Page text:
- Beyond the focus on priority countries in Africa, significant efforts have been made in all WHO Regions to strengthen Ebola preparedness. Assessments in several countries in all Regions found that there are still significant gaps and needs related to risk communication, infection prevention and control, laboratory infrastructure, case management and points of entry. There is also a need for standard operating procedures for rapid response teams. Globally, more than 110 countries have been supported to strengthen their public health response capacities in relation to EVD. Regional Offices have already, or are in the process of, conducting regional/subregional training workshops on risk communication, laboratory testing and biosafety, infection prevention and control, and case management. At the country level WHO has also supported the organization of national workshops and simulation exercises to continue to address these gaps.
- A global strategy for personal protective equipment and infection control supplies has been developed and supplies have been or are being procured and strategically deployed/stockpiled to ensure their availability in the event of importation in any country of the world.
ANNEX 1: CATEGORIES USED TO CLASSIFY EBOLA CASES
Ebola virus disease case-classification criteria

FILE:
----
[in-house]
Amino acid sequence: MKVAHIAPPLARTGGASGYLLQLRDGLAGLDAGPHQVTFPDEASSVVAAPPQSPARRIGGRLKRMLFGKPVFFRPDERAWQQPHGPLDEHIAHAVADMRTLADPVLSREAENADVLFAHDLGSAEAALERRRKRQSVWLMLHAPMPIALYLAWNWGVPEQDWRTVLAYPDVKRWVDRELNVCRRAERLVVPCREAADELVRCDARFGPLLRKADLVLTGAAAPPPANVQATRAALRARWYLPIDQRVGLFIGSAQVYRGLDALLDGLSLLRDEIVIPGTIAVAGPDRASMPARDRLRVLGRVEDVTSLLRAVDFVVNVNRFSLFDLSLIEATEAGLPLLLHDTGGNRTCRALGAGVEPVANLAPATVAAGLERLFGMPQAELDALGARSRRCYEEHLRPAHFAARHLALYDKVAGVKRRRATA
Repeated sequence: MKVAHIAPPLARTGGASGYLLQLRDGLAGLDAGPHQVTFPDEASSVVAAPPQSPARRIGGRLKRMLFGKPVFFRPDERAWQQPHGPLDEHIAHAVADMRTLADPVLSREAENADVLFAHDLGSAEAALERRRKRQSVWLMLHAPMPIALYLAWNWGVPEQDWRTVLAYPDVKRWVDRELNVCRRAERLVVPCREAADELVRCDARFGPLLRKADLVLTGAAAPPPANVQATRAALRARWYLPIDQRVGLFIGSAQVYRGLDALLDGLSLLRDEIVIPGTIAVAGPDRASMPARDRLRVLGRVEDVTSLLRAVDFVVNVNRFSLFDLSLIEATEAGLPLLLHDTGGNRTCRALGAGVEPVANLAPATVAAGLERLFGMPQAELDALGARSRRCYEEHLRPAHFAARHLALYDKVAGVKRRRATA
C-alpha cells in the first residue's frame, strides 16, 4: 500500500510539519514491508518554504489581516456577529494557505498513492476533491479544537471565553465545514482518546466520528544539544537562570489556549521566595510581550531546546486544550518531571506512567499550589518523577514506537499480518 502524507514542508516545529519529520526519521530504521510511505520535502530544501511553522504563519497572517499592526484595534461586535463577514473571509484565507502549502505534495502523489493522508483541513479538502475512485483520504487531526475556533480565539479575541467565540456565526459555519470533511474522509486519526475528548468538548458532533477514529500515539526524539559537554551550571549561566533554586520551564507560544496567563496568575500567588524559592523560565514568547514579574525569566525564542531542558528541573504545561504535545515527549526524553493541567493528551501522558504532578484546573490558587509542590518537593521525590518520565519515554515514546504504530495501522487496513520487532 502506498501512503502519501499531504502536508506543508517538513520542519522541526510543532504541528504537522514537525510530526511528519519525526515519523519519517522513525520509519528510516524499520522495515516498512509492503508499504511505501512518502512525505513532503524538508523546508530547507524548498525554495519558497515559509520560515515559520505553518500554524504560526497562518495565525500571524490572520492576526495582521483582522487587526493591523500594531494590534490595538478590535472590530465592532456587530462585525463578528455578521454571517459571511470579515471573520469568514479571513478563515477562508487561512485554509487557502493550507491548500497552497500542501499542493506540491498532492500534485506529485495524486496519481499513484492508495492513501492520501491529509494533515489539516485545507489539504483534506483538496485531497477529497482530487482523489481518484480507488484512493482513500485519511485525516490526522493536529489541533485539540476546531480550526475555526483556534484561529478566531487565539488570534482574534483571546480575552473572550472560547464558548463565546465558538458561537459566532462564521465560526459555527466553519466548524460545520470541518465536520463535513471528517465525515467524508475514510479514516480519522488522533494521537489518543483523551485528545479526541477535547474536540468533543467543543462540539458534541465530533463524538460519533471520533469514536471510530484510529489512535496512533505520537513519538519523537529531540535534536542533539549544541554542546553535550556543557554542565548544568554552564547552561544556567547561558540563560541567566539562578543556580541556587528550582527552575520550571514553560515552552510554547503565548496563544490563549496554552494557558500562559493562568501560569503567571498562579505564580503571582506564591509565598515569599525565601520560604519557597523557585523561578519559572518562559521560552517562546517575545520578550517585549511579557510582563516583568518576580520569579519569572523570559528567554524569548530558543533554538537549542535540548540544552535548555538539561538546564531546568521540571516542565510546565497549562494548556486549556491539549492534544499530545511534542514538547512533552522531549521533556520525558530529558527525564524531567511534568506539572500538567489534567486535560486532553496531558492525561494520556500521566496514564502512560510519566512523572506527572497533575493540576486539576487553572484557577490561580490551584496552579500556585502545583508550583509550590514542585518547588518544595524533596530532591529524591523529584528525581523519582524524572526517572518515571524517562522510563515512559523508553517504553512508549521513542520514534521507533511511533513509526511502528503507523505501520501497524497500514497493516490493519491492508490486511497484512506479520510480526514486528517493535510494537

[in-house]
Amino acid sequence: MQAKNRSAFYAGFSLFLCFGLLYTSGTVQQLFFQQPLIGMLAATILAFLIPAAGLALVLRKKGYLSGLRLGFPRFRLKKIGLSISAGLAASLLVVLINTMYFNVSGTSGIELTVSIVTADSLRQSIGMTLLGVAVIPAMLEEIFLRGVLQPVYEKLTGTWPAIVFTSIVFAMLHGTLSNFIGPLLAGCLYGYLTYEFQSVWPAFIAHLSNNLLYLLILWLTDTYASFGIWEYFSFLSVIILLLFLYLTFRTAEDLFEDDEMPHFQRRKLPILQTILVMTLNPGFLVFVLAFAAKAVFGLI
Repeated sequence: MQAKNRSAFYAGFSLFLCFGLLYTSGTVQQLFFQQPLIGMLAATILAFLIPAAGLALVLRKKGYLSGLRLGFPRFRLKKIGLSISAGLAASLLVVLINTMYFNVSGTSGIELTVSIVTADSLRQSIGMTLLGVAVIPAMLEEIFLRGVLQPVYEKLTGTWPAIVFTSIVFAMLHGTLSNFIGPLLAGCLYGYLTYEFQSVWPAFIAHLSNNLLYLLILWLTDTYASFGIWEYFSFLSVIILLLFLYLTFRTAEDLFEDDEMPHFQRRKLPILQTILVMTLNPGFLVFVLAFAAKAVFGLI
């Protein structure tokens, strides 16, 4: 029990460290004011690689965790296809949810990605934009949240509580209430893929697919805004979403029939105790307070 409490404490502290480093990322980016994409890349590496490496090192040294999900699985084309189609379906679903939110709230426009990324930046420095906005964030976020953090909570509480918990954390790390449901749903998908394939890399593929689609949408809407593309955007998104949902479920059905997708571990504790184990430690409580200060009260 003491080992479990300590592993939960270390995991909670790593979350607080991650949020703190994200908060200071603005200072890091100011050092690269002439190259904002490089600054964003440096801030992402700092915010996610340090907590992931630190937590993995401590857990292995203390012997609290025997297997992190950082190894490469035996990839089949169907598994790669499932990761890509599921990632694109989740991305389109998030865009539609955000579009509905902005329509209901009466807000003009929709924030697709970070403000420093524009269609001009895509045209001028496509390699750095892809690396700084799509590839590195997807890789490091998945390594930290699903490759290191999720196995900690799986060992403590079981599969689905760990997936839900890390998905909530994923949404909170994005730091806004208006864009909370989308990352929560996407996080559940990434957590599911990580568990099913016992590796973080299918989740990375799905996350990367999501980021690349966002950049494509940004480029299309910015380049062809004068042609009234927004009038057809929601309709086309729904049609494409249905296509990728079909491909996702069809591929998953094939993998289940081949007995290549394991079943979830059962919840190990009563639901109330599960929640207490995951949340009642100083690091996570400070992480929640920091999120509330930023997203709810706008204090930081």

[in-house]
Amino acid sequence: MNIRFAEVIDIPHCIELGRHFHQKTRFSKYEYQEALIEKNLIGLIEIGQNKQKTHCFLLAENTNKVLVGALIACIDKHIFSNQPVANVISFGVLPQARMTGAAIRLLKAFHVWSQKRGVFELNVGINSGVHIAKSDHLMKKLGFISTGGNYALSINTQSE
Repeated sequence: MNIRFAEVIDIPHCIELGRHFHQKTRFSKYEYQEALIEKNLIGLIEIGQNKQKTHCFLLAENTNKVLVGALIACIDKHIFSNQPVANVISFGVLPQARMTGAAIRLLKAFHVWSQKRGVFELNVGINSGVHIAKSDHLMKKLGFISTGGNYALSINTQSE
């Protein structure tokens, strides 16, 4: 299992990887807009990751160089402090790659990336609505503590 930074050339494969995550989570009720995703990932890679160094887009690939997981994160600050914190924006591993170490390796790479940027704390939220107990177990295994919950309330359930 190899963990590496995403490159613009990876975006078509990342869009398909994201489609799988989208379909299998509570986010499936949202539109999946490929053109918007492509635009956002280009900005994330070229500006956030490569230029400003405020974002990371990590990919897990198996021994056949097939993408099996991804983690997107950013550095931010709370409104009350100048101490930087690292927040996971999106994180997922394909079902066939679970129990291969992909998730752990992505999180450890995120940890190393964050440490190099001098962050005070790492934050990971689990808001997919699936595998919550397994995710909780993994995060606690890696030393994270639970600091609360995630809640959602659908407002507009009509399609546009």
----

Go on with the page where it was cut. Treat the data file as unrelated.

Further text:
|Suspected||Any person, alive or dead, who has (or had) sudden onset of high fever and had contact with a suspected, probable or confirmed Ebola virus disease (EVD) case, or a dead or sick animal OR any person with sudden onset of high fever and at least three of the following symptoms: headache, vomiting, anorexia/loss of appetite, diarrhoea, lethargy, stomach pain, aching muscles or joints, difficulty swallowing, breathing difficulties, or hiccup; or any person with unexplained bleeding OR any sudden, unexplained death.|
|Probable||Any suspected case evaluated by a clinician OR any person who died from ‘suspected’ EVD and had an epidemiological link to a confirmed case but was not tested and did not have laboratory confirmation of the disease.|
|Confirmed||A probable or suspected case is classified as confirmed when a sample from that person tests positive for EVD in the laboratory.|
ANNEX 2: UN MISSION FOR EBOLA EMERGENCY RESPONSE: DEFINITIONS OF KEY PERFORMANCE INDICATORS